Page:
Hopefully the rest of the year will be as productive.

The animals are all doing really well. The ducks were laying eggs, but then since Christmas they decided the pond was a good place to lay! Then we have been eggless for a bout a week now. We’re not sure what’s going on with them, but they seem very happy. The kittens have been ‘done’ and are becoming very good mousers, although they are also far too cosy sitting in front of the Rayburn!

The Rayburn has been doing a grand job of keeping us warm, fed and in hot hot water! We have been so warm, were still in our summer duvet and have the window wide open in the bedroom most nights. It is certainly a welcome contrast to the bitter cold we endured when we first moved here.

The Welsh winter has be kind so far, it’s not been too cold, it’s been wet, but we are in Wales! Since the New Year we’ve had some quite fierce winds, but so far all has been ok. We’ve got some more severe weather forecast this week, so we’ll batten down the hatches and hope the wood keeps us protected from the worst of the weather.

Water, water and a bit more water!

Autumn is well and truly here in our little valley. The weather has turned, the leaves are changing colour and falling off the trees. The Rayburn has been lit for a month now and is heating our home brilliantly. Hot water is no longer a luxury, we have copious amounts and often forget just how hot it can get! We’re also learning fast how to cook on the Rayburn – tonight’s success was shepherds pie with treacle sponge for dessert!

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Water is a feature outside now too, we’ve had a lot of rain. The stream at the bottom of the field sounds like a river from the cottage, and we even have our very own white water Rapids. The springs surrounding the cottage are in full flow. It’s a weekly Job now to clear leaves from the french drain at the back, sweep the paths and driveway, clear the gutters and check the drains are running well. Just think of all the leaf mould!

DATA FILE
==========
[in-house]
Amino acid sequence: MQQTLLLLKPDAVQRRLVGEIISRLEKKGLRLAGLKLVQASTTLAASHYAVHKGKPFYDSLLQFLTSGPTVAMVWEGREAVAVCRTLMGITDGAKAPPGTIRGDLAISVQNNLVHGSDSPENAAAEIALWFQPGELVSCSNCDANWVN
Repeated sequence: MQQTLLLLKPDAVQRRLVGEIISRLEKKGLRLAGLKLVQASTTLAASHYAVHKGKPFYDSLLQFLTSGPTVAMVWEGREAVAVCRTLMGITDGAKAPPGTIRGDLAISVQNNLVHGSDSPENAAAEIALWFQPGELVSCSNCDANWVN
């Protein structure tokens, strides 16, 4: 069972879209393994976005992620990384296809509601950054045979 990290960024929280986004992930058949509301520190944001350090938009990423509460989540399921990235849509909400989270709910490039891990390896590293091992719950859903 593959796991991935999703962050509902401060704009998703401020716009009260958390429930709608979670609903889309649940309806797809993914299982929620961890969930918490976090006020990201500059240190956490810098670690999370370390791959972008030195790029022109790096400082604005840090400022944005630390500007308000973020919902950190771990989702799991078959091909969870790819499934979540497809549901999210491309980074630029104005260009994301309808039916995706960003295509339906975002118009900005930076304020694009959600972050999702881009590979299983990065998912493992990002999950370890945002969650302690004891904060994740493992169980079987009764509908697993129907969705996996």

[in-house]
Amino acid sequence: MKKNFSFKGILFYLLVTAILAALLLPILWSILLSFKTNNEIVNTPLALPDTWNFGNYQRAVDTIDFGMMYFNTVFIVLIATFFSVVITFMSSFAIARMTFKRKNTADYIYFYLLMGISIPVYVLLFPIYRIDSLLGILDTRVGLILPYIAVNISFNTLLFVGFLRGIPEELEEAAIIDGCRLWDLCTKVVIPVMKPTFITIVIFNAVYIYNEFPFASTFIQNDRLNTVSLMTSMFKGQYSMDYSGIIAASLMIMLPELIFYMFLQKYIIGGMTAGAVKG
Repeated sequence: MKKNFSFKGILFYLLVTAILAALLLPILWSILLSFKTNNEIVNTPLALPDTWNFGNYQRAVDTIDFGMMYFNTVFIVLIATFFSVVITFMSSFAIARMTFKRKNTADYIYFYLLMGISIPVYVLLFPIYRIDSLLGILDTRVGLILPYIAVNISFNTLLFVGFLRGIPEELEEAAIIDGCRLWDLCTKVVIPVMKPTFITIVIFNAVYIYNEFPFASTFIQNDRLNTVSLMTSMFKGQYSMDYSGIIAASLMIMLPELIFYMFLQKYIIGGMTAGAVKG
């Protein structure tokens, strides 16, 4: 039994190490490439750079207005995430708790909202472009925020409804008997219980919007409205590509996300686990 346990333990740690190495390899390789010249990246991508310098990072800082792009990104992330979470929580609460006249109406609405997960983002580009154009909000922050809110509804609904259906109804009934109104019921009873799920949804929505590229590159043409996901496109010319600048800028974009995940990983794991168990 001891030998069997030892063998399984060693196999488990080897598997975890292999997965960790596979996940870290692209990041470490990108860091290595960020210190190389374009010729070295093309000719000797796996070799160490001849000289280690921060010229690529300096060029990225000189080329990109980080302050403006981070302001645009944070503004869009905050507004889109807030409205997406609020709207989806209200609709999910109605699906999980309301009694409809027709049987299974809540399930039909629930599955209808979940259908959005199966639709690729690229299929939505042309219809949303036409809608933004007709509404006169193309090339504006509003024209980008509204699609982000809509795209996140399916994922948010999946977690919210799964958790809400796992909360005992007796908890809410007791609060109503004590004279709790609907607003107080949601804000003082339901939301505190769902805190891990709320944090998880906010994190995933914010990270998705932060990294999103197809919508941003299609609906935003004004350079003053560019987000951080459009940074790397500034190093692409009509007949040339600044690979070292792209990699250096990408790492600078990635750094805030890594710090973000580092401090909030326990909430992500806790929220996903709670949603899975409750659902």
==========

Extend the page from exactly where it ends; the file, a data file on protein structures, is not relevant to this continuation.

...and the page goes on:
The ducks however are loving the weather. The duck pond has finally been filled, and although it’s not finished yet, it’s functioning well. Every morning the ducks race down the hill to be first in the pond and they go mad splashing around, wagging their tail feathers like excited kids. This morning the two male ducks flew down the hill and dived into the water!! Almost every time we peer down from the road to check on them, they are in the pond. When it comes to bedtime, they run in for one last dip before slowly and noisily making their way up the hill to their duck house. It’s quite muddy at the entrance to the duck house and as its on a steep hill, you have to watch your step. It’ll make for an interesting job in the depths of winter.

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The kittens are growing quickly. I’m not sure they have the hang of being outdoor cats though yet. They are currently curled up on my lap, with bellies full of food. When it rains, they hang off the windows and meow at the top of their little voices. If we can bear to ignore them long enough they go somewhere warm and dry. They have never yet come in in the morning wet. They adore Bumble the beagle and Russ is particularly fond of her. Russ is a real fuss monster and will do anything for fuss. Dill on the other hand is more demure and prefers to quietly observe you from afar. He does however also enjoy a cuddle, but is equally happy to sit on his own. He also loves climbing trees. They are both very intrigued by the ducks and watch them intently when we go down to them. It can be quite a family outing now letting the ducks out and putting them to bed. I have the dog and am being followed by the kittens who tentatively follow us into the paddock. A couple of weeks ago when I was walking the dog around the field, the dog and I were being followed by both kittens and Austin the cat. It must have looked rediculous seeing a trail of cats wandering around a field. They were all being particularly noisy as well. The neighbours must think we are very quirky!!